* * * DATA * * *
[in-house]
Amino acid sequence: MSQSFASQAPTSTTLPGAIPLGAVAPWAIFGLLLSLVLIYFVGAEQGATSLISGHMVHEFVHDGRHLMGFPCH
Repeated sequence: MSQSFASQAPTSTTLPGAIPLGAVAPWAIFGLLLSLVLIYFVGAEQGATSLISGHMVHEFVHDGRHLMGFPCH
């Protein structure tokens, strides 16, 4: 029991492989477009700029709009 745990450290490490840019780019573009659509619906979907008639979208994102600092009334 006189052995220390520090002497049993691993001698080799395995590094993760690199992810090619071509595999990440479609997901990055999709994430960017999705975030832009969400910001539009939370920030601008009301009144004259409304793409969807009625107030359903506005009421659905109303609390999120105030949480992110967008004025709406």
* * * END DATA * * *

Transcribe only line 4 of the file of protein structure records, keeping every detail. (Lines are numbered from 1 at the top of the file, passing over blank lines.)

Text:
């Protein structure tokens, strides 16, 4: 029991492989477009700029709009 745990450290490490840019780019573009659509619906979907008639979208994102600092009334 006189052995220390520090002497049993691993001698080799395995590094993760690199992810090619071509595999990440479609997901990055999709994430960017999705975030832009969400910001539009939370920030601008009301009144004259409304793409969807009625107030359903506005009421659905109303609390999120105030949480992110967008004025709406």